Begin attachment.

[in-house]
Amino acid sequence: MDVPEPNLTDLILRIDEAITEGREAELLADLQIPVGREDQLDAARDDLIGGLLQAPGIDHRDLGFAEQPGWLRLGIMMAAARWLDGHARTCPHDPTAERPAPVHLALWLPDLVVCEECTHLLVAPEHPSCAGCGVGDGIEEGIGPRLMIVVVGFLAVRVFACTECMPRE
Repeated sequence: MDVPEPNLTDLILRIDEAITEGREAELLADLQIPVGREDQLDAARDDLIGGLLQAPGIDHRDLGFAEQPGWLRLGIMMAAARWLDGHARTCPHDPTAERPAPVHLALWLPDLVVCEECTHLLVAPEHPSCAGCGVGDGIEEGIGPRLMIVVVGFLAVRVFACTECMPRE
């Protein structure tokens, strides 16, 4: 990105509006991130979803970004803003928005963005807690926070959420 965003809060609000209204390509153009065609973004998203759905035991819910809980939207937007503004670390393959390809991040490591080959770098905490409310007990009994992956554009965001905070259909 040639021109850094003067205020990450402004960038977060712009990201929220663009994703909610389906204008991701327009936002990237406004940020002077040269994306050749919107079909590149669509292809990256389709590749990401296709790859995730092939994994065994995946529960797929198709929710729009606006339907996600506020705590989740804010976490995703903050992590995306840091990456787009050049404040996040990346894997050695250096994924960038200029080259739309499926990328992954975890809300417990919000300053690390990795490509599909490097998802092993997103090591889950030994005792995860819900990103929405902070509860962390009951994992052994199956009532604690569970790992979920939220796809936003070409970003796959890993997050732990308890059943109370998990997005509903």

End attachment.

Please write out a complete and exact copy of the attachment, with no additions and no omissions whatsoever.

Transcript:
[in-house]
Amino acid sequence: MDVPEPNLTDLILRIDEAITEGREAELLADLQIPVGREDQLDAARDDLIGGLLQAPGIDHRDLGFAEQPGWLRLGIMMAAARWLDGHARTCPHDPTAERPAPVHLALWLPDLVVCEECTHLLVAPEHPSCAGCGVGDGIEEGIGPRLMIVVVGFLAVRVFACTECMPRE
Repeated sequence: MDVPEPNLTDLILRIDEAITEGREAELLADLQIPVGREDQLDAARDDLIGGLLQAPGIDHRDLGFAEQPGWLRLGIMMAAARWLDGHARTCPHDPTAERPAPVHLALWLPDLVVCEECTHLLVAPEHPSCAGCGVGDGIEEGIGPRLMIVVVGFLAVRVFACTECMPRE
């Protein structure tokens, strides 16, 4: 990105509006991130979803970004803003928005963005807690926070959420 965003809060609000209204390509153009065609973004998203759905035991819910809980939207937007503004670390393959390809991040490591080959770098905490409310007990009994992956554009965001905070259909 040639021109850094003067205020990450402004960038977060712009990201929220663009994703909610389906204008991701327009936002990237406004940020002077040269994306050749919107079909590149669509292809990256389709590749990401296709790859995730092939994994065994995946529960797929198709929710729009606006339907996600506020705590989740804010976490995703903050992590995306840091990456787009050049404040996040990346894997050695250096994924960038200029080259739309499926990328992954975890809300417990919000300053690390990795490509599909490097998802092993997103090591889950030994005792995860819900990103929405902070509860962390009951994992052994199956009532604690569970790992979920939220796809936003070409970003796959890993997050732990308890059943109370998990997005509903």